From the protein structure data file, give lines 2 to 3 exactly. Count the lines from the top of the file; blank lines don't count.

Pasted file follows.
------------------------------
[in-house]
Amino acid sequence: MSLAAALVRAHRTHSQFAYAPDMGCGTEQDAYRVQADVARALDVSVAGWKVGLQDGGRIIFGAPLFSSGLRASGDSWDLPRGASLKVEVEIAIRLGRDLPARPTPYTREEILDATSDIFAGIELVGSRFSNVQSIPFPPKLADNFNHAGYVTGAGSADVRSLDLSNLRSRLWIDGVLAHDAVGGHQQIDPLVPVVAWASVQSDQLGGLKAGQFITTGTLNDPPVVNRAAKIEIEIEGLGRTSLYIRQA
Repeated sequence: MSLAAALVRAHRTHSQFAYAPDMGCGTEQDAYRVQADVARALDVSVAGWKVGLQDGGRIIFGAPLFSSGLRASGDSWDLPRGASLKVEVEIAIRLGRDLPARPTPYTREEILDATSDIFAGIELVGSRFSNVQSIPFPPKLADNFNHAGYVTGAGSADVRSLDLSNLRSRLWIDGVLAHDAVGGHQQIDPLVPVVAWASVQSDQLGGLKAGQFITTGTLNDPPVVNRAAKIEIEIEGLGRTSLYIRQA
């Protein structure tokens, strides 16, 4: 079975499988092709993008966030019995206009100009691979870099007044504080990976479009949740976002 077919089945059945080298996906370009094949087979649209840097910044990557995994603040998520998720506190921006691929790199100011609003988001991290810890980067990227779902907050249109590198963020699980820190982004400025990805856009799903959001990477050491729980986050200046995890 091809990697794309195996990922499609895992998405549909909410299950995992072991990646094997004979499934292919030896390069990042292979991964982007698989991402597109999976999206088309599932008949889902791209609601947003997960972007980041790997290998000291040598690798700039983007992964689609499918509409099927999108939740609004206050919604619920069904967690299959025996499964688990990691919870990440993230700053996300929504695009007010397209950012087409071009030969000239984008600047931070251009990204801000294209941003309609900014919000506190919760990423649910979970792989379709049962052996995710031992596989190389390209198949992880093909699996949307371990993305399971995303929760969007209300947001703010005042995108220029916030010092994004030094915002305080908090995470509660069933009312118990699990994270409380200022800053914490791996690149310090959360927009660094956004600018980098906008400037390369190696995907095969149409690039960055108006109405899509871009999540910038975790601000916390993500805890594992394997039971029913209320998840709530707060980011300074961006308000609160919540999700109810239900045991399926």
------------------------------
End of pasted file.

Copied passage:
Amino acid sequence: MSLAAALVRAHRTHSQFAYAPDMGCGTEQDAYRVQADVARALDVSVAGWKVGLQDGGRIIFGAPLFSSGLRASGDSWDLPRGASLKVEVEIAIRLGRDLPARPTPYTREEILDATSDIFAGIELVGSRFSNVQSIPFPPKLADNFNHAGYVTGAGSADVRSLDLSNLRSRLWIDGVLAHDAVGGHQQIDPLVPVVAWASVQSDQLGGLKAGQFITTGTLNDPPVVNRAAKIEIEIEGLGRTSLYIRQA
Repeated sequence: MSLAAALVRAHRTHSQFAYAPDMGCGTEQDAYRVQADVARALDVSVAGWKVGLQDGGRIIFGAPLFSSGLRASGDSWDLPRGASLKVEVEIAIRLGRDLPARPTPYTREEILDATSDIFAGIELVGSRFSNVQSIPFPPKLADNFNHAGYVTGAGSADVRSLDLSNLRSRLWIDGVLAHDAVGGHQQIDPLVPVVAWASVQSDQLGGLKAGQFITTGTLNDPPVVNRAAKIEIEIEGLGRTSLYIRQA